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Sensing & Measurement

A digital gradient sensor for nondestructive evaluation and stress analysis

A new technique based on digital image correlation enables inspection and failure characterization of transparent solids.
25 March 2013, SPIE Newsroom. DOI: 10.1117/2.1201303.004749

Optical transparency is an essential characteristic of many solids that are used in transportation, defense, and safety applications. Such transparent materials are used, for example, in automotive windshields, electronic displays, aircraft windows and canopies, hurricane resistant windows, bullet resistant enclosures, personnel helmet visors, and transparent armor. In some of these situations, the capacity of the structure to remain transparent and bear load during service, resisting shock and impact, is critical for human safety.

We have developed a new full-field measurement technique called digital gradient sensing (DGS) that can be used to detect the angular deflections of light rays propagating through optically transparent solids that are subjected to non-uniform mechanical stress fields, applied either quasi-statically or dynamically.1 This transmission mode technique has a relatively simple experimental setup (see Figure 1) and is based on the elasto-optic effect exhibited by optically transparent objects, where imposed stresses deflect light rays.


Figure 1. Schematic of the experimental setup for the transmission mode digital gradient sensing (DGS) method. L and Δ: Distances. F: Force. δxand δy: Displacement components. φx and φy: Angular deflections in the x-z and x-y planes. B: Plate thickness.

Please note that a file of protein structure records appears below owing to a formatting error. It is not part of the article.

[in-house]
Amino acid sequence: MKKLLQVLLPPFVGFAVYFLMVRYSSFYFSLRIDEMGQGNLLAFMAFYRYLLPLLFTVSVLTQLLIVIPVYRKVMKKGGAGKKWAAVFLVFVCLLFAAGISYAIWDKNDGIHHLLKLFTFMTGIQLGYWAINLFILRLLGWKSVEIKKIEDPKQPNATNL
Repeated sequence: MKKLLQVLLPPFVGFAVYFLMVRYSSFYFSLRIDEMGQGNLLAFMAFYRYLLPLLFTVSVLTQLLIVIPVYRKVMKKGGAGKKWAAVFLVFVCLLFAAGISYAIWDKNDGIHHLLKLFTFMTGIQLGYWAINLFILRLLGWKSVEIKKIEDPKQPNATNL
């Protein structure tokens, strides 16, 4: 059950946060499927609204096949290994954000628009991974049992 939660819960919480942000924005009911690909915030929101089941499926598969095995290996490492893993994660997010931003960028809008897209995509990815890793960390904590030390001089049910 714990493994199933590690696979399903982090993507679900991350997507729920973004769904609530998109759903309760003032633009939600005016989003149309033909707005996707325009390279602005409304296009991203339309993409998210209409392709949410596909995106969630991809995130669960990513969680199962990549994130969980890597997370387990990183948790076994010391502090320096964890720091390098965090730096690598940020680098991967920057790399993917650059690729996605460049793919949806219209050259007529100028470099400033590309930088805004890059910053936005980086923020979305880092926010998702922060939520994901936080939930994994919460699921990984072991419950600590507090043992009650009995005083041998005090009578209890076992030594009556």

In DGS, we employ the 2D ‘Digital Image Correlation’ (DIC) technique to quantify optical angular deflections that can be as small as 1×10−5 radians. The angular deflections are related to the spatial gradients of stresses, under plane stress conditions, that are encountered when thin (relative to the planar dimensions) sheets of material have mechanical stresses imposed upon them. We have demonstrated the feasibility of the method by examining the situation where a line-load acts on the edge of a relatively large planar sheet and produces severe local stress concentrations (see Figure 2). The spatial gradients of the measured stress can also be used to estimate the applied stresses.


Figure 2. (left) Recorded speckle field and angular deflection fields (middle) φxin the x-z plane and (right) φy in the y-zplane contours near the loading point (load ∼2000N). Contour interval = 1 ×10−3 radian.

We have also demonstrated the viability of using DGS to study material failure or damage on transparent planar acrylic sheets subjected to a dynamic line-load acting on an edge.2 We used DGS in conjunction with ultra-high-speed digital photography (200,000 frames/s) to perform time-resolved measurements. With finite element modeling we were able to successfully replicate the dynamic measurements made prior to material failure. Stress gradients measured near the impact point after damage initiation can also be used to characterize the failure mechanisms (see Figure 3).


Figure 3. (left) Failure evolution and corresponding angular deflection contours, (middle) φxand (right) φy contours in acrylic plate subjected to a concentrated impact load. Contour interval = 1 ×10−3rad.

We use DGS to study fracture mechanics and impact mechanics situations, i.e., to quantify stress gradients near crack and punch tips in transparent acrylic sheets. Crack-tip stress intensity factors measured under quasi-static and dynamic loading conditions using DGS agree well with analytical results and numerical simulations.3 In addition, we made optical measurements of the effects of a square-punch impacting the edge of an acrylic sheet. Using the analogous crack-tip and punch-tip mechanical stress fields, we obtained stress intensity factors that were in good agreement with results from numerical simulations.